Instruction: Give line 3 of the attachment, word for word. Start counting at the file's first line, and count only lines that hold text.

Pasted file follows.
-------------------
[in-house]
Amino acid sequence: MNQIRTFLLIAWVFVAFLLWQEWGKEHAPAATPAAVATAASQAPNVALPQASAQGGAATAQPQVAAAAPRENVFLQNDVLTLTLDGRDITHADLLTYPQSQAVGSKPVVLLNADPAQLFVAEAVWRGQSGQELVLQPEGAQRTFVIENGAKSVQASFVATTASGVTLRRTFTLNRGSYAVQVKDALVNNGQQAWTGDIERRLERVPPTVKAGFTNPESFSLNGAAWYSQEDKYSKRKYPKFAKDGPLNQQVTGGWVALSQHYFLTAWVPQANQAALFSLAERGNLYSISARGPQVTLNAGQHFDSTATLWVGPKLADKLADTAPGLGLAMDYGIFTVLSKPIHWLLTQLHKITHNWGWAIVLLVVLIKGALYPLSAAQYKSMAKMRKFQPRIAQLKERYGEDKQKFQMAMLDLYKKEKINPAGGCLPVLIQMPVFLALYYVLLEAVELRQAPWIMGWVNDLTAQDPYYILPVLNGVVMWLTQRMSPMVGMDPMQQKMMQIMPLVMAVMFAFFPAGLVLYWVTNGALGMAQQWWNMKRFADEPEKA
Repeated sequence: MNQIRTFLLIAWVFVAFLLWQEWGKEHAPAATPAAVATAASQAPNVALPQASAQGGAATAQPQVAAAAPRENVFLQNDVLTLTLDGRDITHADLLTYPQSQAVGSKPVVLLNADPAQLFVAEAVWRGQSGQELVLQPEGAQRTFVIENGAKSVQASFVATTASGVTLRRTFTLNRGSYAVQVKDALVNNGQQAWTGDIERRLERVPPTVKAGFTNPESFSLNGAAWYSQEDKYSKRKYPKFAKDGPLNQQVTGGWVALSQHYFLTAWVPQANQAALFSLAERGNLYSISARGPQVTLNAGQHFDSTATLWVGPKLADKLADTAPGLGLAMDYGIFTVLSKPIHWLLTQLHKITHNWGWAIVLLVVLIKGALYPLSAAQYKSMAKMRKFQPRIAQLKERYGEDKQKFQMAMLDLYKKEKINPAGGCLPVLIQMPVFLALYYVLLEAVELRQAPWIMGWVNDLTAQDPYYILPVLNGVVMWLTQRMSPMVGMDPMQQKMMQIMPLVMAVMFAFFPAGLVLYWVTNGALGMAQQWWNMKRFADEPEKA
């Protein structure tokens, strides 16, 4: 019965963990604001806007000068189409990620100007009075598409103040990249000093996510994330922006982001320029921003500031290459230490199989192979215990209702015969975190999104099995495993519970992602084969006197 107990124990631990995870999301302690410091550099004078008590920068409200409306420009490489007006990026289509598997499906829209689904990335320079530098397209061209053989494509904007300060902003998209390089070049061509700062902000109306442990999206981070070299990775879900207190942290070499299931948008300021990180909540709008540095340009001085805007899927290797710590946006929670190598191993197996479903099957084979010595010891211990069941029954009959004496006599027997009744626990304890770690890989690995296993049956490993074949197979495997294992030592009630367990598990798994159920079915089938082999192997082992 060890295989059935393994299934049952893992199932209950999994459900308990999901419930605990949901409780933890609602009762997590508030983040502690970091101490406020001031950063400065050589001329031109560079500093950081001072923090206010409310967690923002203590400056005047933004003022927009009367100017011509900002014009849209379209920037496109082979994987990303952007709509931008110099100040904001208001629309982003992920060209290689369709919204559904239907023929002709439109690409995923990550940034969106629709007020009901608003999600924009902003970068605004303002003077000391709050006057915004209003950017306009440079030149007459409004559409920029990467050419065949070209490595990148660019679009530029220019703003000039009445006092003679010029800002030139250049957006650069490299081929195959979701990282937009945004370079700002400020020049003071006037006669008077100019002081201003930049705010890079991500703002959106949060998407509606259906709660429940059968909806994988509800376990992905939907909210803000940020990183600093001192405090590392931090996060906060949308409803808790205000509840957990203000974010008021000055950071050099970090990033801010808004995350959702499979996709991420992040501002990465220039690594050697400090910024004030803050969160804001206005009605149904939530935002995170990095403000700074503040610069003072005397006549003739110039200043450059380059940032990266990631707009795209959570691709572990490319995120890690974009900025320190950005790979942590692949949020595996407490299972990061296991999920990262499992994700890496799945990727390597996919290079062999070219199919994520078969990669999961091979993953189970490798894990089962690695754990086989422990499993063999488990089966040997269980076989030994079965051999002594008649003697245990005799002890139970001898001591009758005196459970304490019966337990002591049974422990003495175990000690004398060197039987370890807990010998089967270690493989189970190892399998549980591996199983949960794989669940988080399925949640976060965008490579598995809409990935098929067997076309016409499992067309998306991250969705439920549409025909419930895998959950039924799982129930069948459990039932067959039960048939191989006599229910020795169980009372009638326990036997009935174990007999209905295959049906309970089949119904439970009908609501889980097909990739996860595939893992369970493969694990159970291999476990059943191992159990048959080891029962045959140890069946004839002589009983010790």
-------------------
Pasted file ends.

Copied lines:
Repeated sequence: MNQIRTFLLIAWVFVAFLLWQEWGKEHAPAATPAAVATAASQAPNVALPQASAQGGAATAQPQVAAAAPRENVFLQNDVLTLTLDGRDITHADLLTYPQSQAVGSKPVVLLNADPAQLFVAEAVWRGQSGQELVLQPEGAQRTFVIENGAKSVQASFVATTASGVTLRRTFTLNRGSYAVQVKDALVNNGQQAWTGDIERRLERVPPTVKAGFTNPESFSLNGAAWYSQEDKYSKRKYPKFAKDGPLNQQVTGGWVALSQHYFLTAWVPQANQAALFSLAERGNLYSISARGPQVTLNAGQHFDSTATLWVGPKLADKLADTAPGLGLAMDYGIFTVLSKPIHWLLTQLHKITHNWGWAIVLLVVLIKGALYPLSAAQYKSMAKMRKFQPRIAQLKERYGEDKQKFQMAMLDLYKKEKINPAGGCLPVLIQMPVFLALYYVLLEAVELRQAPWIMGWVNDLTAQDPYYILPVLNGVVMWLTQRMSPMVGMDPMQQKMMQIMPLVMAVMFAFFPAGLVLYWVTNGALGMAQQWWNMKRFADEPEKA